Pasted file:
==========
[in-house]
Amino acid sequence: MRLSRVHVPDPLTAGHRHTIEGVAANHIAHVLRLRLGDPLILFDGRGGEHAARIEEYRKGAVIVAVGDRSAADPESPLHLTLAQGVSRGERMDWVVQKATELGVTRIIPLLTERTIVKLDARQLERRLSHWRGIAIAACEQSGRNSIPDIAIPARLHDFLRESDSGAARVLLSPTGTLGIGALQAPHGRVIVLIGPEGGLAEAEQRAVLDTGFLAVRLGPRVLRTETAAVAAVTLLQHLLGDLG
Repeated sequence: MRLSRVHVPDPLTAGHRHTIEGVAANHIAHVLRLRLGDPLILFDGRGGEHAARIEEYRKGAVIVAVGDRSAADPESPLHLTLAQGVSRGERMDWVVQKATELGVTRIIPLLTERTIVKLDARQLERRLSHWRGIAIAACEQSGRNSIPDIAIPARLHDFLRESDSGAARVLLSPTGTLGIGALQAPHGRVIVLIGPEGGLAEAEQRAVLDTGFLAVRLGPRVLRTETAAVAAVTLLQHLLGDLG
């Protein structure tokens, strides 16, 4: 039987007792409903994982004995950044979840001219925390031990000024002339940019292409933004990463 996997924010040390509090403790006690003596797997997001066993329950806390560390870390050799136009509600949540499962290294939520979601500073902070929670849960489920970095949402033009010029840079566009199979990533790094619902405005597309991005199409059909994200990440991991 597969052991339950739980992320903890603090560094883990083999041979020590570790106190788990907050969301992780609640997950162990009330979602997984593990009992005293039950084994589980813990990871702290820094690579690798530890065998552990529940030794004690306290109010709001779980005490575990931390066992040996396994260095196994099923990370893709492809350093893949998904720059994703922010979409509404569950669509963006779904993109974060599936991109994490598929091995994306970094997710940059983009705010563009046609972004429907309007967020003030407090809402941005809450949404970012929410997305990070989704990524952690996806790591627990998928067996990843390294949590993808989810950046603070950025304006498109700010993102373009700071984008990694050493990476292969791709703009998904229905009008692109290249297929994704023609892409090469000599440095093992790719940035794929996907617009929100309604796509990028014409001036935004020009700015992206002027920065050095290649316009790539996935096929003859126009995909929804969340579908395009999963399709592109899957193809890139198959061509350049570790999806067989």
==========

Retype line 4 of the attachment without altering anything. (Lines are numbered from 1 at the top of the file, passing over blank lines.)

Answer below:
């Protein structure tokens, strides 16, 4: 039987007792409903994982004995950044979840001219925390031990000024002339940019292409933004990463 996997924010040390509090403790006690003596797997997001066993329950806390560390870390050799136009509600949540499962290294939520979601500073902070929670849960489920970095949402033009010029840079566009199979990533790094619902405005597309991005199409059909994200990440991991 597969052991339950739980992320903890603090560094883990083999041979020590570790106190788990907050969301992780609640997950162990009330979602997984593990009992005293039950084994589980813990990871702290820094690579690798530890065998552990529940030794004690306290109010709001779980005490575990931390066992040996396994260095196994099923990370893709492809350093893949998904720059994703922010979409509404569950669509963006779904993109974060599936991109994490598929091995994306970094997710940059983009705010563009046609972004429907309007967020003030407090809402941005809450949404970012929410997305990070989704990524952690996806790591627990998928067996990843390294949590993808989810950046603070950025304006498109700010993102373009700071984008990694050493990476292969791709703009998904229905009008692109290249297929994704023609892409090469000599440095093992790719940035794929996907617009929100309604796509990028014409001036935004020009700015992206002027920065050095290649316009790539996935096929003859126009995909929804969340579908395009999963399709592109899957193809890139198959061509350049570790999806067989």